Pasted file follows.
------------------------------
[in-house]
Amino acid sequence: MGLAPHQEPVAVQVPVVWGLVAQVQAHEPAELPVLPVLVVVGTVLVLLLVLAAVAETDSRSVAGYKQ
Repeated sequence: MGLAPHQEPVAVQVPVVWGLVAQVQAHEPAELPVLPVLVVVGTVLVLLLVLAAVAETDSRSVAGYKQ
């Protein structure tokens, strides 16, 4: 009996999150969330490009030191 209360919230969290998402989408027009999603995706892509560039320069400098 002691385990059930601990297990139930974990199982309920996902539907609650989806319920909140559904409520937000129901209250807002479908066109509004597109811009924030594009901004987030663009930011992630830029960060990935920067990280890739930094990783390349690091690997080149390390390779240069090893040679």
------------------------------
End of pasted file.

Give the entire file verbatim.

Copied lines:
[in-house]
Amino acid sequence: MGLAPHQEPVAVQVPVVWGLVAQVQAHEPAELPVLPVLVVVGTVLVLLLVLAAVAETDSRSVAGYKQ
Repeated sequence: MGLAPHQEPVAVQVPVVWGLVAQVQAHEPAELPVLPVLVVVGTVLVLLLVLAAVAETDSRSVAGYKQ
């Protein structure tokens, strides 16, 4: 009996999150969330490009030191 209360919230969290998402989408027009999603995706892509560039320069400098 002691385990059930601990297990139930974990199982309920996902539907609650989806319920909140559904409520937000129901209250807002479908066109509004597109811009924030594009901004987030663009930011992630830029960060990935920067990280890739930094990783390349690091690997080149390390390779240069090893040679």